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Jack Lessenberry: One plus one equals eleventeen

by: Eric B.

Tue Jul 21, 2009 at 14:00:39 PM EDT

Jack Lessenberry criticizes Jennifer Granholm for mirroring his position on Andy Dillon's proposal for public employee insurance, and then doing what he advocated by considering it.

Governor Granholm did issue a statement about the Dillon plan that was incomprehensible gobbledy gook, probably deliberately so. Most unions were noncommittal, apart from the teachers‘ union, who basically indicated they weren’t even willing to think about it.


It deserves full, fair, and complete consideration.

Perhaps, I'm better at processing incomprehensible gobbledy gook, because I understand the governor's position clearly.  She would like to see more concrete numbers (which is the same thing that everyone else affected -- from other unions to municipal government organizations to L. Brooks Patterson to even the interim president of CMU -- has said), while also acknowledging a) that there is currently work in Congress to reform health care on the national level and b) that Andy Dillon's proposal would produce no savings next budget year.  Not only does this appear to me fairly clear, but it also strikes me as a rather reasonable position.

I am usually a fan of Lessenberry's, because he is usually much better than this.  For instance, he just wrote a few weeks ago about how awful it is that the state had to cut benefits to people with Medicaid.  He entitled his essay "Questionable priorities."

He is not a stupid person, and is very much aware of the bigger picture to this, that there is serious work being done on health care right now at the federal level. That work could, if it was nudged strongly enough by a unified voice of industry, state government, and regular people might produce something that addresses Michigan's problems affording employee benefits by creating a universal health care system practically everyone with a brain realizes is necessary.

He could have lumped a lot of things that he's said in the past together and drawn a logical conclusion -- our inability to extend basic dental care to Medicaid recipients, combined with the drag of health care costs on state and local governments, are more reasons to reform health care at the national level. Instead, he uses the occasion to bash the governor, something that he has taken to so fervently of late that half the time he just comes across as unhinged (in his earlier column, he bashed her for signing the letter cutting Medicaid benefits).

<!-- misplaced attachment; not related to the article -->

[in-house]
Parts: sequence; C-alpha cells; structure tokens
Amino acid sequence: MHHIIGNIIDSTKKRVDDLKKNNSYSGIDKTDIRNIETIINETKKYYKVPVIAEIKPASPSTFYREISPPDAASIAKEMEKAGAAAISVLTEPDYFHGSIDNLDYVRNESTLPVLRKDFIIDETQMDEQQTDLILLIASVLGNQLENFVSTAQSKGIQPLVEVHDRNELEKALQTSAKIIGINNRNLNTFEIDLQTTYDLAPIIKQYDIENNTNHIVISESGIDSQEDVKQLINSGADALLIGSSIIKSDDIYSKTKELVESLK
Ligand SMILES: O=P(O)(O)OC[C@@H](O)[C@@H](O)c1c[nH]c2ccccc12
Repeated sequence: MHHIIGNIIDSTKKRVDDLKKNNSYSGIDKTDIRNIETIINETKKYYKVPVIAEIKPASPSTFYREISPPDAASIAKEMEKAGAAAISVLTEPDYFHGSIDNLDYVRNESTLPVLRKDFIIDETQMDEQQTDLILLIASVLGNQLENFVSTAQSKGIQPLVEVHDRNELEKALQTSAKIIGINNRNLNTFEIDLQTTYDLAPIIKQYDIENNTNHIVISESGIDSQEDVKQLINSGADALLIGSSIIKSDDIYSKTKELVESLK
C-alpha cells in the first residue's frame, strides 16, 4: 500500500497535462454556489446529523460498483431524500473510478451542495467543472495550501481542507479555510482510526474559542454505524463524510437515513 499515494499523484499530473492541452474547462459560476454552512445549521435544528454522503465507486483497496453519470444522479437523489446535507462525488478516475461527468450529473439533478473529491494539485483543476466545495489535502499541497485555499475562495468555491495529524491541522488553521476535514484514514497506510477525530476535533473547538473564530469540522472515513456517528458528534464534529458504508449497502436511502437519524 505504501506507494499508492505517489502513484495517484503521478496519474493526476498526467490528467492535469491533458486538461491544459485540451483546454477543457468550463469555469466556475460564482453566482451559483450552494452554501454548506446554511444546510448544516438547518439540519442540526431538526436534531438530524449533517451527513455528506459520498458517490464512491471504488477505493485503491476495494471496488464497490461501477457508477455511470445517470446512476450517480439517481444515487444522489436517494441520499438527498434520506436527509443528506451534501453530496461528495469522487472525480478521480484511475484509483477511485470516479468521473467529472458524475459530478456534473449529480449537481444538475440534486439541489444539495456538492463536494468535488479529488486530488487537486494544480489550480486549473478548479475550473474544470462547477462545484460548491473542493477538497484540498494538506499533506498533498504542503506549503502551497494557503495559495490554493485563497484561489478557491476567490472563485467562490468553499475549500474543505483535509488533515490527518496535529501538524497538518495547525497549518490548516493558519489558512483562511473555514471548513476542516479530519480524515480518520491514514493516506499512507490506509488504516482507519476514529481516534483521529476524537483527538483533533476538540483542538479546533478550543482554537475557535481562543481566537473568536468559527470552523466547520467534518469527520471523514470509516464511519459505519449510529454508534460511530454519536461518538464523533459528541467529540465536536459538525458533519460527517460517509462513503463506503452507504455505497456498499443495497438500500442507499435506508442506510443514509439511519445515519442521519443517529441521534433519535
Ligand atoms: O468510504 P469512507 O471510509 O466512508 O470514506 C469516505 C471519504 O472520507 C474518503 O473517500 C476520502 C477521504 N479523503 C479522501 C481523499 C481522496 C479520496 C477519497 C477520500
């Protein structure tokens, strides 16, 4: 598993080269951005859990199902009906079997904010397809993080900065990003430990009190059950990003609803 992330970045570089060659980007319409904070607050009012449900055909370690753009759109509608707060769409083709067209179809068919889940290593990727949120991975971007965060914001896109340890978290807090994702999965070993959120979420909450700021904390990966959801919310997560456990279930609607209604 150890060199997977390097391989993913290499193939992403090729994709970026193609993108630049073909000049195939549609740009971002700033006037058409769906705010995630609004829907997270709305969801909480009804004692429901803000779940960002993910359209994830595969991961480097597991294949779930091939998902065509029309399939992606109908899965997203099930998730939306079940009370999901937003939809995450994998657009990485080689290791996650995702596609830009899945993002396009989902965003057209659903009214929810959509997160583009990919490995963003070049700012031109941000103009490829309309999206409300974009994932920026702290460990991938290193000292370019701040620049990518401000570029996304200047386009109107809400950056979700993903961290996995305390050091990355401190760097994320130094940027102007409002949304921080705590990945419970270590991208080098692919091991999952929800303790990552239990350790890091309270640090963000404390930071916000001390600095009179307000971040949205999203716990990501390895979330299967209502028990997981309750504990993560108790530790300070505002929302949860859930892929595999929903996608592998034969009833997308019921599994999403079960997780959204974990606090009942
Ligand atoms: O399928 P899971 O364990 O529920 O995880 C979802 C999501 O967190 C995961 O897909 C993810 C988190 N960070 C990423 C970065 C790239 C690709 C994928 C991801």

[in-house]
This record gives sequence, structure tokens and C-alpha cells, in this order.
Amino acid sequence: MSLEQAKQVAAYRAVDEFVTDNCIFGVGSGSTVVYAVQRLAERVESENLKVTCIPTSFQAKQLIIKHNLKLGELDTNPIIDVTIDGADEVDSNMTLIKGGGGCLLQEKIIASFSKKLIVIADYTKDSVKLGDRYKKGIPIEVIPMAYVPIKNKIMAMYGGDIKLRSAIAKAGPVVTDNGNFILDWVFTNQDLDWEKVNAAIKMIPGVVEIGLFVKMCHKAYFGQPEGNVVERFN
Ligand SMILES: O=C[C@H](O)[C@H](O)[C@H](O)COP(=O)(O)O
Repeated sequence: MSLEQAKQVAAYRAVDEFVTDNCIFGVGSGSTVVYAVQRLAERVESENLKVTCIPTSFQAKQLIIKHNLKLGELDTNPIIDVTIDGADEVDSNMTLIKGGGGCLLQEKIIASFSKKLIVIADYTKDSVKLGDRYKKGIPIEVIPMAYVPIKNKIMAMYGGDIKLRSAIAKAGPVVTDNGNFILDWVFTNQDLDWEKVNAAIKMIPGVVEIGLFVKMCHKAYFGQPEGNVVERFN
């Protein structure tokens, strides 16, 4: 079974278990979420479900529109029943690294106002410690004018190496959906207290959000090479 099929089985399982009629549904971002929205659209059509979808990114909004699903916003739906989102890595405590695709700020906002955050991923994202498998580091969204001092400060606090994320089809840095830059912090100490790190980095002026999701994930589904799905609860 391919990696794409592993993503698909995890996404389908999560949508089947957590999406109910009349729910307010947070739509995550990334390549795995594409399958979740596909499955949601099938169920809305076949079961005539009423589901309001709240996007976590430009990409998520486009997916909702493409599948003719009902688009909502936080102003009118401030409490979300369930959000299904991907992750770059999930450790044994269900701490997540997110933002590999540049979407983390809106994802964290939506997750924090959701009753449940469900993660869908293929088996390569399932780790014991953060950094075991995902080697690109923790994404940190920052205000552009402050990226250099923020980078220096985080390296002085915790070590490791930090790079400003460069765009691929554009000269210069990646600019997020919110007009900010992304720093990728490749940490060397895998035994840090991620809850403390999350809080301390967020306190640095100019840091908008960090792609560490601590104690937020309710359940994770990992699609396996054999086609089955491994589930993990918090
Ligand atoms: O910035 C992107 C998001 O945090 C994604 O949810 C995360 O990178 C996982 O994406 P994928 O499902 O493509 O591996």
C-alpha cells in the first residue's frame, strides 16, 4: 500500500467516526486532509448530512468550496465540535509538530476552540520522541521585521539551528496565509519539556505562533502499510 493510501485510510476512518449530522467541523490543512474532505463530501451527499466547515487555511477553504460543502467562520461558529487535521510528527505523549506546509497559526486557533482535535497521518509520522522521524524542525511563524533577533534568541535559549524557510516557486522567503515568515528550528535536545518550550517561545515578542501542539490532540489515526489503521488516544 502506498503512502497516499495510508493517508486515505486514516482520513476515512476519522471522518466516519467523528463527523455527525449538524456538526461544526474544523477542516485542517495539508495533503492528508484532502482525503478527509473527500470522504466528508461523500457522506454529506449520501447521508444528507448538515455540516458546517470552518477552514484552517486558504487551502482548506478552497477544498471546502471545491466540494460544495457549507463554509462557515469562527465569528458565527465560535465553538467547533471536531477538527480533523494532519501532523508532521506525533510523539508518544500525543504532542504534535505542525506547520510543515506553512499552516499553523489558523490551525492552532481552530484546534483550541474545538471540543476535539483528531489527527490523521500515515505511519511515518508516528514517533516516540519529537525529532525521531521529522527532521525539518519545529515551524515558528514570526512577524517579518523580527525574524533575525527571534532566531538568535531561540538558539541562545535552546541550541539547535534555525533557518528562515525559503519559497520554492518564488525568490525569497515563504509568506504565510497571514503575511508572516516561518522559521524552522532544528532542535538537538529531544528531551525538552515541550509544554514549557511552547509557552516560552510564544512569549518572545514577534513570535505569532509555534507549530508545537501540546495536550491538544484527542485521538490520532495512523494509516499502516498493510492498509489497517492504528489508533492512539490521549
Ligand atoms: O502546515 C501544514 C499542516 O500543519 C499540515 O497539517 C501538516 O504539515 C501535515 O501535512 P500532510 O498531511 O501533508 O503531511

Eric B. :: Jack Lessenberry: One plus one equals eleventeen

The sum of the thing is to not examine the actual proposal and whether there isn't a better way to go -- Lessenberry punts on this entirely (at one point, he comes very close to saying, "Well, he's a lawyer, so he must know what he's talking about") -- and to instead turn it into a story on the internal politics. This angle does exist and is important to understand, but we have other people who do that better.

Missing in this is also the important context of time.  Dillon's proposal -- one every agrees would substantially change how government is conducted in Michigan -- was brought up last week, which is about two and a half short months before the end of the fiscal year.  It's worth noting that traditionally, the state already had its budget finished by now so that school districts, local goverments and the state's public higher education institutions could budget with reliable numbers.  Dillon's proposal -- a Serious One by a Very Serious Person -- is worthy of full consideration even as the state Legislature works the budget on the high school equivalent of cramming for exams.

It may be seriously and fully considered; it may also be turned into a hash that achieves little in the way of real savings.  The individual can predict which outcome is most likely based on the recent past.  Regardless, what this promises is real political reward for Dillon and the other Very Serious People of Lansing.  They will get it, not because they actually broached a real solution to a real problem, but because of the way they played the game of politics. This will happen, because when the matter is addressed through the media, it will lean almost exclusively on how the game was played rather than the outcome.

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